John E. Roberts

John E. Roberts

John E. Roberts was born February 10, 1852, near the Bay of Cardigan in Wales. At age 17, he came to the United States, stopping for a short time in Iowa, then moving on to make his home in Denver, Colorado. He helped build the Denver & Rio Grande narrow-gauge railroad in the Black Canyon near Gunnison, Colorado. Later, he worked on the Chicago, Burlington & Quincy Railroad when it was laying tracks to Denver. On June 3, 1885, he married Maggie B. Crampton in Denver, Colorado. To this union a son, William J. Roberts was born on June 20, 1886. Unfortunately, the young mother died just four months later, on October 23, 1886.

Maggie Crampton Roberts (Photo courtesy of E. Lance Ritchlin)

But unbeknown to John in this time of sorrow, brighter days were about to sweetly dawn. He writes later about the dawning of those brighter days in the April 23, 1914, issue of The Gospel Trumpet as follows:

“It was in 1888 … when dear old Brother D. S. Warner, Mother Smith, B. E. Warren, and two young sisters in the gospel work went out to Denver and the West to preach the everlasting gospel. I well remember yet that night, when Jesus washed my sins away and filled my soul with love and peace and joy. It was on Tuesday, the 14th of February, and while those dear saints were praying for me, I prayed just one short, earnest prayer, ‘Lord, give me the genuine; Lord, give me the genuine.’ I had digged deep and paid the price, and the genuine I got! I was at that time bedecked with gold and pearls and costly array, but later on I found that God had promised to ‘beautify the meek with salvation,’ and that no longer would I need the gold and pearls.

“Sometime later on, I had the privilege of meeting with the dear saints of God at camp meeting in Grand Junction, Michigan, where The Gospel Trumpet was then published; and there I found a people plainly dressed and filled with God, and walking in the narrow way. At the Trumpet office a little handful of brothers and sisters gave their time and talents in the publishing work and helped to scatter the gospel light among the sin-benighted souls in this and other lands. …”

On December 18, 1888, John was united in marriage to Eva C. Daughters in Denver, Colorado. To this union, a son, John E. Roberts, Jr. and two daughters, Amy and Ada Roberts were born. It is said that he delighted his family members by telling them stories of his youthful years in Wales where, as a boy growing up, he played among the ruins of Harlech Castle. He was the son of a Welsh minister.

Eva Daughters Roberts (Photo courtesy of E. Lance Ritchlin)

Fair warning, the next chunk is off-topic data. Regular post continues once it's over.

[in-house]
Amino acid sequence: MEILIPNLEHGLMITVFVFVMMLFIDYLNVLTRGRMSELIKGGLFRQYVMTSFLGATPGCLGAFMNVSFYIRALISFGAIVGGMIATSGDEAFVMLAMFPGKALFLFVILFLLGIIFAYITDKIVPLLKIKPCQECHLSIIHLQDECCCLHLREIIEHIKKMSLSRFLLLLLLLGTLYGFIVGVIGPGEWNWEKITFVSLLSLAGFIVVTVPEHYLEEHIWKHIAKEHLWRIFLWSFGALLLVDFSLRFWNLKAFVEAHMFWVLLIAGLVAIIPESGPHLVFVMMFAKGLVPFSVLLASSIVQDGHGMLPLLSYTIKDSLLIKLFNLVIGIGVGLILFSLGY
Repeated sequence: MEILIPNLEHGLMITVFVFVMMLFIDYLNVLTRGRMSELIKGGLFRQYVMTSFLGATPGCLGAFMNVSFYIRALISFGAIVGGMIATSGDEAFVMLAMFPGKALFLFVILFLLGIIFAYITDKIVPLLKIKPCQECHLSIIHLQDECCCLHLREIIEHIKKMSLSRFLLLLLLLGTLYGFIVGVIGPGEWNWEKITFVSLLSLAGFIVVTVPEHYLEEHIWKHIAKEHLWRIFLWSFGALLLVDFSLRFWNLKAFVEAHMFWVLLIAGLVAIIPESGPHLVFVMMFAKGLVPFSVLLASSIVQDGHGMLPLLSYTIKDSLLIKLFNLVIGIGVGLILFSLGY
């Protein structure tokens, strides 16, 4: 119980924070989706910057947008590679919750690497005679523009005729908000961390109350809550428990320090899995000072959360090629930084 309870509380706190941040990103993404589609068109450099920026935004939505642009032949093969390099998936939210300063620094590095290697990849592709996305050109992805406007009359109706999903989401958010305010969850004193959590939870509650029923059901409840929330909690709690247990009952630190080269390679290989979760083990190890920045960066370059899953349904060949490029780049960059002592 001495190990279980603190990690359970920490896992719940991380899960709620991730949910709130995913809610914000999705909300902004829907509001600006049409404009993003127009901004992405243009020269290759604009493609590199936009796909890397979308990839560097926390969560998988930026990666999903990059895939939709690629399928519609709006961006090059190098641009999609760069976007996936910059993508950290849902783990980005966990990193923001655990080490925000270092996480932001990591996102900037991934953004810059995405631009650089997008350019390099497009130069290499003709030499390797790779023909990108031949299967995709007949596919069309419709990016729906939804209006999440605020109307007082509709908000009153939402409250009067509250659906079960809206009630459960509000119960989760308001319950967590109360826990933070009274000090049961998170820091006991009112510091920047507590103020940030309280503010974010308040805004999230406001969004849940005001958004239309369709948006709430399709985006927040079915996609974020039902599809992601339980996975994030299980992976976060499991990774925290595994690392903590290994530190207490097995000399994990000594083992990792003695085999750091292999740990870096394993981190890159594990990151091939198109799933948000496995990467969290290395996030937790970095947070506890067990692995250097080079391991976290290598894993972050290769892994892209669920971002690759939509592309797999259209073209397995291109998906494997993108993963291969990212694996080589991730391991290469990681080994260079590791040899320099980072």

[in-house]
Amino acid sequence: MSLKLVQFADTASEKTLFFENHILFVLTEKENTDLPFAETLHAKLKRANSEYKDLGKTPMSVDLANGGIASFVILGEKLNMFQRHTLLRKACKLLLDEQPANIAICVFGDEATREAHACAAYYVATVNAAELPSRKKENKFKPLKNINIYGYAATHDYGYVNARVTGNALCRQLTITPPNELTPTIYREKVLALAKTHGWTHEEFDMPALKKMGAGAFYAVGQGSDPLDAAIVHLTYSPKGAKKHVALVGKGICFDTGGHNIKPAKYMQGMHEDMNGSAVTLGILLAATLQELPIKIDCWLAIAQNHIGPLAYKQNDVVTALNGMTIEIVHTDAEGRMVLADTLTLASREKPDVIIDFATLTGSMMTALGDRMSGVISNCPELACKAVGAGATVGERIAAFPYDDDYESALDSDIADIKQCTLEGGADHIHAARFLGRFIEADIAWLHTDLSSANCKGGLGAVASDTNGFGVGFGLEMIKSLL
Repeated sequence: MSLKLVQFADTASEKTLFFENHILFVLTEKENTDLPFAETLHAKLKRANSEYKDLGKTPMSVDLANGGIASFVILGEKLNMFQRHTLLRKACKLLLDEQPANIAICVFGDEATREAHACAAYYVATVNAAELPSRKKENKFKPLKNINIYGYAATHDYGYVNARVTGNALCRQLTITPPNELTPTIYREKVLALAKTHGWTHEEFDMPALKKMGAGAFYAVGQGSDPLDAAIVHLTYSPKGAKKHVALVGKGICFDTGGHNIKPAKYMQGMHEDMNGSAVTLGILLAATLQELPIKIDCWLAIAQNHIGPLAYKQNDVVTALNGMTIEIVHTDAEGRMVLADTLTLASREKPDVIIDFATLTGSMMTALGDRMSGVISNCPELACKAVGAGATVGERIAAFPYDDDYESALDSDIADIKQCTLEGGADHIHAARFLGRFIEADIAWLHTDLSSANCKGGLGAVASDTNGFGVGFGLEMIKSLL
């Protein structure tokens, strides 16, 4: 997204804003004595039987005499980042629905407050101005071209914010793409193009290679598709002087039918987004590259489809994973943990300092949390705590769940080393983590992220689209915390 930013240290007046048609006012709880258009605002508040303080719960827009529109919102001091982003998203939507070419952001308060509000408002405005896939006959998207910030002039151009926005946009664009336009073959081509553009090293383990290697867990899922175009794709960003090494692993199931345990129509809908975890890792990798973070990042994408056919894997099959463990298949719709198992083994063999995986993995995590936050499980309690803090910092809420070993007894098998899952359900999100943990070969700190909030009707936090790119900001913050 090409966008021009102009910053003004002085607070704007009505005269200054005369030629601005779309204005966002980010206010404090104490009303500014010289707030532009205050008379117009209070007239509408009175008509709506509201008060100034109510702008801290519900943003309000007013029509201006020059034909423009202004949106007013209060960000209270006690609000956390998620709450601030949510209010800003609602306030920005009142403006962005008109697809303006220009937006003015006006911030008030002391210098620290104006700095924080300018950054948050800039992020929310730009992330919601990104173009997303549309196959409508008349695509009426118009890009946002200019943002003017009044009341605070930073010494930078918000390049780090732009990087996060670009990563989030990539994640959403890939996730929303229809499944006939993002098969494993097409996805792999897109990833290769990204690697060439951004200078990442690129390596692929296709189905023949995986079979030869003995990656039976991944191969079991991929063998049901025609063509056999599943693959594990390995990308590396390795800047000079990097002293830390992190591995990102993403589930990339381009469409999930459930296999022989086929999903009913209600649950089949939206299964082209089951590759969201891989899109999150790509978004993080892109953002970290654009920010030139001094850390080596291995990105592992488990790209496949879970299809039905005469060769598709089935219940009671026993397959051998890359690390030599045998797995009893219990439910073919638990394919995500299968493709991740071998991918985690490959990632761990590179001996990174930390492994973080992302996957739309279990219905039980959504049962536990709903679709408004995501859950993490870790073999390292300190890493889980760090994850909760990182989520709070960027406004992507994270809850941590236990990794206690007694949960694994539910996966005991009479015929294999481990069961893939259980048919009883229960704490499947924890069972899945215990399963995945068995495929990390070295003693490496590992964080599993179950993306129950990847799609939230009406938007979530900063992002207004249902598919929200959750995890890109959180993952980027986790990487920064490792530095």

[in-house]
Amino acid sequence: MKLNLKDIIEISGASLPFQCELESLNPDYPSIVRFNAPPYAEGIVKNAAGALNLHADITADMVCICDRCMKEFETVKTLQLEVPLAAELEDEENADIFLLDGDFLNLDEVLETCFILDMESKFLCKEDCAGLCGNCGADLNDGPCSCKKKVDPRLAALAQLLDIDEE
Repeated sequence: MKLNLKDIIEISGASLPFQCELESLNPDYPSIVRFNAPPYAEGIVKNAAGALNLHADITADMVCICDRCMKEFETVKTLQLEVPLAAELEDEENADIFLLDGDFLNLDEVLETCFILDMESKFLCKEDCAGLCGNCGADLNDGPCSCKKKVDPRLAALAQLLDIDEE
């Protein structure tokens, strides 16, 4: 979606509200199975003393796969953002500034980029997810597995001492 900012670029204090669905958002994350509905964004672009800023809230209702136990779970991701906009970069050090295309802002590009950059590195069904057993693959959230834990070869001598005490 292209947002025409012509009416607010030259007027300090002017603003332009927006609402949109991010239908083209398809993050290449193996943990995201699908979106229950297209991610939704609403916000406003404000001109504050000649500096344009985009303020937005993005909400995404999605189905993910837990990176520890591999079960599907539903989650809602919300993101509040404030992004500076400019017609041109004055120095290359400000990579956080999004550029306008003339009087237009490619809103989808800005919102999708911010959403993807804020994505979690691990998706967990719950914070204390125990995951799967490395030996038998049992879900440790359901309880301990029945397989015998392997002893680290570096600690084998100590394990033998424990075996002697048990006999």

John E. Roberts, Sr. served as a pastor of the Church of God (Evening Light Reformation) in Denver, Colorado, for 47 years. His daughter, Amy, also became a minister in the Church of God. John submitted articles and testimonies occasionally for The Gospel Trumpet and he also wrote a few songs. He wrote both words and music to Evening Light Songs #306, “Jesus Heals.” He was a firm believer in and strong advocate of divine healing. In the September 18, 1913, issue of The Gospel Trumpet we find an article written by him titled “Divine Healing Is Free.” Again, in the November 12, 1914, issue of The Gospel Trumpet we find another article by John E. Roberts on the subject of divine healing titled, “Is It the Will of the Lord?” In this article he says, “Twenty-six years’ experience of trusting the Lord for healing, during which time I and my family have been healed of many and of divers sicknesses and diseases, has proven to me that it is not only the Lord’s will to heal all who call on Him in faith, but that He is as full of compassion and pity for the sick and suffering today as He was when He healed the leper in Galilee (Mark 1:41).”

John E. Roberts wrote both words and music to “The Spirit and the Bride Say Come,” #149 in Echoes from Glory, 1893, and the lyrics to “The Great Battle for Truth,” #181 in the same songbook. John was also the author of┬áthe well-known and often reprinted poem, “Not Growing Old.”

“Not Growing Old”

“They say that I am growing old;

I’ve heard them tell it times untold,

In language plain and bold —

But I am NOT growing old.

“This frail old shell in which I dwell

Is growing old, I know full well —

But I am not the shell.

“What if my hair is turning grey?

Grey hairs are honorable, they say.

What if my eyesight’s growing dim?

I still can see to follow Him

Who sacrificed His life for me

Upon the cross of Calvary.

“What should I care if Time’s old plow

Has left its furrows on my brow?

Another house not made with hand,

Awaits me in the Glory Land.

“What though I falter in my walk?

What though my tongue refuse to talk?

I still can tread the narrow way,

I still can watch, and praise and pray.

“My hearing may not be as keen

As in the past it may have been,

Still, I can hear my Savior say,

In whispers soft, ‘This is the way.’

“The outward man, do what I can

To lengthen out this life’s short span,

Shall perish, and return to dust,

As everything in nature must.

“The inward man, the Scriptures say,

Is growing stronger every day.

Then how can I be growing old

When safe within my Savior’s fold?

“Ere long my soul shall fly away

And leave this tenement of clay;

This robe of flesh I’ll drop, and rise

To seize the ‘everlasting prize.’

I’ll meet you on the streets of gold,

And prove that I’m not growing old.”

From his residence at 3830 Stuart Street in Denver, Colorado,the soul of John E. Roberts, Sr. flew away on March 17, 1927. His body, aged 75 years, was laid to rest in Crown Hill Cemetery at Wheat Ridge, Colorado. Just seven months later, his wife, Eva, succeeded him in death on October 25, 1927, at the age of 74. Her body was laid to rest beside her husband.